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But also as the Awesome Foundation evolves and grows, it’s entirely possible that we may target a specific neighborhood that month because we’ve met with constituents from that community and they’re looking for a mural to go up, or to another [neighborhood] looking for a combination of art and urban farming, and so maybe we would target that. We really want to figure out ways that we’re representing the community voices first and not just our own. Based on the conversations we’ve both had with community members and friends, people have said how hungry they are for these kinds of community initiatives to raise up the voices of others and also build connection among one another. We’re all really hungry for feelings of belonging and becoming — belonging to something bigger than you and fostering growth. I think this has the potential to do that if we do it the right way. I’d be lying if we said we’re going to get it perfect right off the bat. I think we always know we’re going to make mistakes, and it’s not going to be super-smooth right off the bat. Things rarely are. But we’re going to do our best to make sure that we’re always putting community first and the people who are applying and making sure their voices are heard. We’ll keep iterating and going from there.
What potential do you see in the creative community specifically, and what it can contribute to the growth of the city?
Herman: I can imagine that $1,000 might provide the basic access to capital that someone needs to develop a small business. It could look like creating a product that is gifted to people in the neighborhood to elicit their feedback about a food product, and suddenly they have enough market research to launch a business. It could look like having a block party and getting to know your neighborhoods and having a more resilient neighborhood feel and feeling safer. It’s interesting, because what we’re cultivating here has potential for a lot of social power. Social power is not necessarily one thing. It is generative and relationship-based. It could look like suddenly there is a neighborhood Denver Public Library that has a seed-exchange program or the Denver Tool Library has a music-instrument arm suddenly. There are so many ways that this could go. The beauty of it is that the individuals, organizations and people who are on the ground experiencing their corner of community in a unique way have that freedom and creative license to imagine what could make life bigger and better.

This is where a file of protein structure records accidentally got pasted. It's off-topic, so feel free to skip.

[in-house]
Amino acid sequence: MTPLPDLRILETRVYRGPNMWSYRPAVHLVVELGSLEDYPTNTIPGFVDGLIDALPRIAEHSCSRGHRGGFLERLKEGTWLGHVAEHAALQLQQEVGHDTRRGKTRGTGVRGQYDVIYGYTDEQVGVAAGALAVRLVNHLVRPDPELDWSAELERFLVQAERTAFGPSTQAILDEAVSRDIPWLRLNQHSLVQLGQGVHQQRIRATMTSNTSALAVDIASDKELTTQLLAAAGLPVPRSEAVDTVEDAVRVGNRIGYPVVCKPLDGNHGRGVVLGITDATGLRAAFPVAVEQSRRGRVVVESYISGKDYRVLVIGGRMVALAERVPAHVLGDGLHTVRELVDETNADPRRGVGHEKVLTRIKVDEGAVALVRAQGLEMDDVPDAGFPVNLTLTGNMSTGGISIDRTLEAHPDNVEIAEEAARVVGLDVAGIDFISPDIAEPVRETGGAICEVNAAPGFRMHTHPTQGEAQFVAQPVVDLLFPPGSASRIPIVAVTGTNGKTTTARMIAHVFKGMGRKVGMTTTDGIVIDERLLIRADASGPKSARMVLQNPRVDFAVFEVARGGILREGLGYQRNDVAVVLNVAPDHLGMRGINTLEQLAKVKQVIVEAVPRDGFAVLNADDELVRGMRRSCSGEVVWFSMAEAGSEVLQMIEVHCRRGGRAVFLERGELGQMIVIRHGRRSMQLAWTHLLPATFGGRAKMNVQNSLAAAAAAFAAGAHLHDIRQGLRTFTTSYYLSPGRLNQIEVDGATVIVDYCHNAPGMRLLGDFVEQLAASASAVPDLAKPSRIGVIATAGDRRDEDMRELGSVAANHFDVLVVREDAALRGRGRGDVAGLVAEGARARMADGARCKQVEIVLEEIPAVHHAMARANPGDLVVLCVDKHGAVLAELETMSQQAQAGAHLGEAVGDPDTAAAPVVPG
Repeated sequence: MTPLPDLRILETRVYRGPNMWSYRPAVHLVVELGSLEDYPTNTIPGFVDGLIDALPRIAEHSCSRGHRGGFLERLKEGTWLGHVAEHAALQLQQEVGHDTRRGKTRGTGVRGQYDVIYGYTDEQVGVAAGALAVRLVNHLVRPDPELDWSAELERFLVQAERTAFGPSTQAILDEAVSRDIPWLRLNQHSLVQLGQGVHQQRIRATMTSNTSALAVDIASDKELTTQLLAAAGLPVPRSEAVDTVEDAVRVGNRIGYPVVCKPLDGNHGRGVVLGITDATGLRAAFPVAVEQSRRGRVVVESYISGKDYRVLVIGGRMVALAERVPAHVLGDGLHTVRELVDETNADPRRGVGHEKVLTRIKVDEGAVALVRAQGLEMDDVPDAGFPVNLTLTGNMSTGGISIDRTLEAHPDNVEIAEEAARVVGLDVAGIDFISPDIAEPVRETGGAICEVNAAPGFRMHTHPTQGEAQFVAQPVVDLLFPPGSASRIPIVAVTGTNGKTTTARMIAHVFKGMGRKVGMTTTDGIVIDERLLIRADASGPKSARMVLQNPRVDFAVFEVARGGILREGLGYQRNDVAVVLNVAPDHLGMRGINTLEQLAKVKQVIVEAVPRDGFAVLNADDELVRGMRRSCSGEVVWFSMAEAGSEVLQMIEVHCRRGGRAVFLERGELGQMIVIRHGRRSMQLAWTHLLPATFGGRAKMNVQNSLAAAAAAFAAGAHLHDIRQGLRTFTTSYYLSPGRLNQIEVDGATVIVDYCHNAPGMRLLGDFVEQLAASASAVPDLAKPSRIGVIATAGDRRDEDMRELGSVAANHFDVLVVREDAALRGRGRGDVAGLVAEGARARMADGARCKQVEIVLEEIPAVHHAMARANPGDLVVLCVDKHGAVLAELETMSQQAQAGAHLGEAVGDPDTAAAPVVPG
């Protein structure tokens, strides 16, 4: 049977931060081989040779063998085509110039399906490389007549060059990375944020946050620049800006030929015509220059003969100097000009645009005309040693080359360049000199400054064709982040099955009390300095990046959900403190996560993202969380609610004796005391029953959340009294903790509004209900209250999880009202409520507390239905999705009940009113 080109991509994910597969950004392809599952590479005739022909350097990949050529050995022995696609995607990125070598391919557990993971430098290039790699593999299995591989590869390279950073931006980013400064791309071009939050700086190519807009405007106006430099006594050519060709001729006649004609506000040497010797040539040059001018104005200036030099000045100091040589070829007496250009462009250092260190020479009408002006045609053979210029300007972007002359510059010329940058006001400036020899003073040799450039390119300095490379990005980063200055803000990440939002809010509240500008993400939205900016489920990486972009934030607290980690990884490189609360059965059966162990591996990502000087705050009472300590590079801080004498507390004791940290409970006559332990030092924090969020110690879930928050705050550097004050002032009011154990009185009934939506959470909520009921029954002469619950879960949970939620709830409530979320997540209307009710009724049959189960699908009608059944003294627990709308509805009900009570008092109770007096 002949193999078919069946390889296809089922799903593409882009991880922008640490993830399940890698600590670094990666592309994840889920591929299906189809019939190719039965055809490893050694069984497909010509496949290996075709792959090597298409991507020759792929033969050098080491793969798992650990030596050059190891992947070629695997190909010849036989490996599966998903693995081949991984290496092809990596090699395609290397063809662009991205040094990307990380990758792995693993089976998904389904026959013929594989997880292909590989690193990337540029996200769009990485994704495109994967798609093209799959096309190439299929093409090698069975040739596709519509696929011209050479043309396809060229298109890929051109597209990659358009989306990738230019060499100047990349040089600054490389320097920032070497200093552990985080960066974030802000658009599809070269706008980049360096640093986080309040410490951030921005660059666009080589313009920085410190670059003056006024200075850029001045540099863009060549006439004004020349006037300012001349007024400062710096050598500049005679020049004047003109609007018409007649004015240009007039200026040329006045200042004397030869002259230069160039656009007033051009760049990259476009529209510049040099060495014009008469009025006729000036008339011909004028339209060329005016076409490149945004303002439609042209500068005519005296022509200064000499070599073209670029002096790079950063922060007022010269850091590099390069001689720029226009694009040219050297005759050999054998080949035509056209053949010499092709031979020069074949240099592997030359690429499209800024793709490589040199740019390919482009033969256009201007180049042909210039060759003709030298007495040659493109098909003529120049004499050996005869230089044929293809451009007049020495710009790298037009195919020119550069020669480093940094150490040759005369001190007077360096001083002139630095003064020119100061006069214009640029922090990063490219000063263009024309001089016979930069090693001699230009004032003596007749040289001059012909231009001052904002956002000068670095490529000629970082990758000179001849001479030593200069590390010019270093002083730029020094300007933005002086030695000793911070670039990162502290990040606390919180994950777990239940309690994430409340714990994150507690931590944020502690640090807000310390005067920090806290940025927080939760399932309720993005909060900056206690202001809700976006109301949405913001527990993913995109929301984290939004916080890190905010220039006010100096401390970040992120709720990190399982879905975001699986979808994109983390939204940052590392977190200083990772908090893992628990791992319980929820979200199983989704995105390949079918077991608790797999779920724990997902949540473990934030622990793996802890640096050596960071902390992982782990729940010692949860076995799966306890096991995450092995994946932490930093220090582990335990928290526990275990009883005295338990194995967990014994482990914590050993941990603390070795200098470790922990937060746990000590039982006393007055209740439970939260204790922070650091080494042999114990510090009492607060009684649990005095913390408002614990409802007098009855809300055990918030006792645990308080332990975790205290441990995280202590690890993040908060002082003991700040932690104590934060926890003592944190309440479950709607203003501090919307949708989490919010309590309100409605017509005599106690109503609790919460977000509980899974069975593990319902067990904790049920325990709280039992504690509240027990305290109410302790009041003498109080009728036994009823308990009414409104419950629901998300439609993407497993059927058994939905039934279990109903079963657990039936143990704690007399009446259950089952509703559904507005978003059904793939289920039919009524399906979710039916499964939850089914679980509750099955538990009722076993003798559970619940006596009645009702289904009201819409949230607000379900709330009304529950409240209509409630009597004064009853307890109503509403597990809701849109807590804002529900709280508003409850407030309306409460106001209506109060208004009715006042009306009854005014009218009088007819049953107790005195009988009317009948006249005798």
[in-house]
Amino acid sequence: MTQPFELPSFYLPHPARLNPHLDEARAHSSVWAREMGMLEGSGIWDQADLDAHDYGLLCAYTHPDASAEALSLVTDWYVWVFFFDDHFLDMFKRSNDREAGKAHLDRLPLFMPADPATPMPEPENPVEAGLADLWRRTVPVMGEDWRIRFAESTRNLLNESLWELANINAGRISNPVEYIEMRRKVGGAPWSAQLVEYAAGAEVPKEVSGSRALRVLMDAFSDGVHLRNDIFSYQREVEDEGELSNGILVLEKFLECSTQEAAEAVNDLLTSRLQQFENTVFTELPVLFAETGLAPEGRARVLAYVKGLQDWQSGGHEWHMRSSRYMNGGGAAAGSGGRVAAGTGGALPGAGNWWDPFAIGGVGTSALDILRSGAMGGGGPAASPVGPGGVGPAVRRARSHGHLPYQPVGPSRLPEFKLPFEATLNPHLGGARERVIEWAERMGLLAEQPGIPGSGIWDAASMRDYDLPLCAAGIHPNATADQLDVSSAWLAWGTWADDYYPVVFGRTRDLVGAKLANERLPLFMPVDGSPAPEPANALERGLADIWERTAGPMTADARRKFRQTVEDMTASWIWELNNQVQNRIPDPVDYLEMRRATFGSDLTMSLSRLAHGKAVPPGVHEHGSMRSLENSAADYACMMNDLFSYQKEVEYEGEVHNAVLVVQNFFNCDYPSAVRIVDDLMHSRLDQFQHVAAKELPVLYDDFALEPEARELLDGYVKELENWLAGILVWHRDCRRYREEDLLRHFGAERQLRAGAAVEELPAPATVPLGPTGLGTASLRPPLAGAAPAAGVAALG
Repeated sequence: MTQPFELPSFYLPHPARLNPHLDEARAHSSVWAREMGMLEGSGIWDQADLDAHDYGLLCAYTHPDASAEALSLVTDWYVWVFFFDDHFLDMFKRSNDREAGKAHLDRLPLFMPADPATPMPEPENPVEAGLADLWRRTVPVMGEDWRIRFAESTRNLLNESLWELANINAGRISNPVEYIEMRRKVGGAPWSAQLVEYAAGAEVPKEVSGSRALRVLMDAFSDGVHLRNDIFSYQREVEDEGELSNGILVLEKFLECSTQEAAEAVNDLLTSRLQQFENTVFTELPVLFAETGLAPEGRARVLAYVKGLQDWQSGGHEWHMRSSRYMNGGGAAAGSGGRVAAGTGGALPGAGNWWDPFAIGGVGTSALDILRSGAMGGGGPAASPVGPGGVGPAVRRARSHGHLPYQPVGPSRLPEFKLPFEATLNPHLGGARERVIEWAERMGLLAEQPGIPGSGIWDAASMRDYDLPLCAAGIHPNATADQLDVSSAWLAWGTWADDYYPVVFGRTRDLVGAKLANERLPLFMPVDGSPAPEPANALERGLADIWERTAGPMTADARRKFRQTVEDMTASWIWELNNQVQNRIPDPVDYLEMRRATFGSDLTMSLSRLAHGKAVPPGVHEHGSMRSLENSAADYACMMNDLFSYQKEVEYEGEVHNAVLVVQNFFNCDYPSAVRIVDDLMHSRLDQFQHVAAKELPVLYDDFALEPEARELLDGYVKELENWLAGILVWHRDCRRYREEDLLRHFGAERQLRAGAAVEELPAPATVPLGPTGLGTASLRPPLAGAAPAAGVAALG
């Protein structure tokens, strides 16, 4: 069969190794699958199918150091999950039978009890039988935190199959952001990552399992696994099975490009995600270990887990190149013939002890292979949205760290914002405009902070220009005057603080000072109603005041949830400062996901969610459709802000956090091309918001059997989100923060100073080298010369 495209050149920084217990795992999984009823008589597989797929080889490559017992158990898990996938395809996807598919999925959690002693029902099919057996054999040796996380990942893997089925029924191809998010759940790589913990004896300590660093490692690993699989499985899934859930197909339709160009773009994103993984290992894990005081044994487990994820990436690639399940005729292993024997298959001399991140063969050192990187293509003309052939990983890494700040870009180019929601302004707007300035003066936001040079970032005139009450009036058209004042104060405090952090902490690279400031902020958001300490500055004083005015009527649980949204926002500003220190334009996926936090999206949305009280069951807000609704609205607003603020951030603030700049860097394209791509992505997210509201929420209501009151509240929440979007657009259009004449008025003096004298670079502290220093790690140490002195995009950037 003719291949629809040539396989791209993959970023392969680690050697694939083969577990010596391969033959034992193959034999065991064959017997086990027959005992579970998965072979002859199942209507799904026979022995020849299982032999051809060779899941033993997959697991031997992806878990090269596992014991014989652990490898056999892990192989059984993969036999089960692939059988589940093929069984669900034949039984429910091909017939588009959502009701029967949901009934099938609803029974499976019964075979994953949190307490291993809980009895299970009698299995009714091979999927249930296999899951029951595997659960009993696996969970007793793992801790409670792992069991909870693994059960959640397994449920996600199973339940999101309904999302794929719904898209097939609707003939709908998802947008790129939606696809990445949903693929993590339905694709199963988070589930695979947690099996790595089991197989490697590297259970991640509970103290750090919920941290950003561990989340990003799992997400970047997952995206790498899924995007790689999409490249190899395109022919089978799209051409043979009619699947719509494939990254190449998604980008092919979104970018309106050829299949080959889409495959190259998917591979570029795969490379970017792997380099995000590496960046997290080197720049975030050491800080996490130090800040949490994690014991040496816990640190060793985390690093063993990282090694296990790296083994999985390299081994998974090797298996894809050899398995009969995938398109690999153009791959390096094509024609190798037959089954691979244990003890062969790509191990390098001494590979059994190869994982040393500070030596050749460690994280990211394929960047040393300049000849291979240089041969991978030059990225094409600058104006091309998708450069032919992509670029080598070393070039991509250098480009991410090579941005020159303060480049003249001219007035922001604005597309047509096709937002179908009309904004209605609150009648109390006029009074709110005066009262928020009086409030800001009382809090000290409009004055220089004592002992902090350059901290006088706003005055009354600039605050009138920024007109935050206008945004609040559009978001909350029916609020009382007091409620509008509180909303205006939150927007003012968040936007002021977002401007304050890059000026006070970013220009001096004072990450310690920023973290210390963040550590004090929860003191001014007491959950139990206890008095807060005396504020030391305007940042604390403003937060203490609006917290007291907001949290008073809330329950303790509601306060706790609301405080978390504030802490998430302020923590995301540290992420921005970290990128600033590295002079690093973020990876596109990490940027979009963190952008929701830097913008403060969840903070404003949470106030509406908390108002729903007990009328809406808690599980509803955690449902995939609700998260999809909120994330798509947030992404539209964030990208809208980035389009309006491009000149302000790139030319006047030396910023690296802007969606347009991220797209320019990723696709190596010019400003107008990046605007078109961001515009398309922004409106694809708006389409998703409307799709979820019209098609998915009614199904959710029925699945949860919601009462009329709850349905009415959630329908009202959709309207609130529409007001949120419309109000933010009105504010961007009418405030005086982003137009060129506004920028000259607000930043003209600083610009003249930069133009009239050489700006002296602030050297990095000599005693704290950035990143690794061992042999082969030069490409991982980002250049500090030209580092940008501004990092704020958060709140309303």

Awesome Foundation Denver Interest Meeting, 6 p.m. Monday, March 5, Denver Bicycle Cafe, 1300 East 17th Avenue, 720-446-8029.